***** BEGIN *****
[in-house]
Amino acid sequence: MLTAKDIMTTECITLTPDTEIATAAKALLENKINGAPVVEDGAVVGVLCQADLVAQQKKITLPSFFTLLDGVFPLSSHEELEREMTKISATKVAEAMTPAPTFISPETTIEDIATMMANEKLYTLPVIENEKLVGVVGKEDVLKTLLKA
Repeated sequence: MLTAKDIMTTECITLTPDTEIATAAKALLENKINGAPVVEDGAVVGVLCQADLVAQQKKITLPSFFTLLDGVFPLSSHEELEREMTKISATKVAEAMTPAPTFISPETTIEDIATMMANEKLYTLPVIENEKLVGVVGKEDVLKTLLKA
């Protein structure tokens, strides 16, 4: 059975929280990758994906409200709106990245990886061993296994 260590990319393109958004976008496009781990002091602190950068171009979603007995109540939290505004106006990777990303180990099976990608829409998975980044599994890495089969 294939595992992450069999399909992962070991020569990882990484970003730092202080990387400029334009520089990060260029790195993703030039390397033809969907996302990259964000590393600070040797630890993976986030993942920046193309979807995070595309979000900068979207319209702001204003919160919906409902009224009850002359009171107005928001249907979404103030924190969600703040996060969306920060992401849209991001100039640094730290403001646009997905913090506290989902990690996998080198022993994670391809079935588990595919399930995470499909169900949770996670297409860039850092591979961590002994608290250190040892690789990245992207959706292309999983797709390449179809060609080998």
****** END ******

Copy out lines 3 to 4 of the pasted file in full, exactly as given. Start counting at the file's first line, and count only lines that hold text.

Repeated sequence: MLTAKDIMTTECITLTPDTEIATAAKALLENKINGAPVVEDGAVVGVLCQADLVAQQKKITLPSFFTLLDGVFPLSSHEELEREMTKISATKVAEAMTPAPTFISPETTIEDIATMMANEKLYTLPVIENEKLVGVVGKEDVLKTLLKA
């Protein structure tokens, strides 16, 4: 059975929280990758994906409200709106990245990886061993296994 260590990319393109958004976008496009781990002091602190950068171009979603007995109540939290505004106006990777990303180990099976990608829409998975980044599994890495089969 294939595992992450069999399909992962070991020569990882990484970003730092202080990387400029334009520089990060260029790195993703030039390397033809969907996302990259964000590393600070040797630890993976986030993942920046193309979807995070595309979000900068979207319209702001204003919160919906409902009224009850002359009171107005928001249907979404103030924190969600703040996060969306920060992401849209991001100039640094730290403001646009997905913090506290989902990690996998080198022993994670391809079935588990595919399930995470499909169900949770996670297409860039850092591979961590002994608290250190040892690789990245992207959706292309999983797709390449179809060609080998």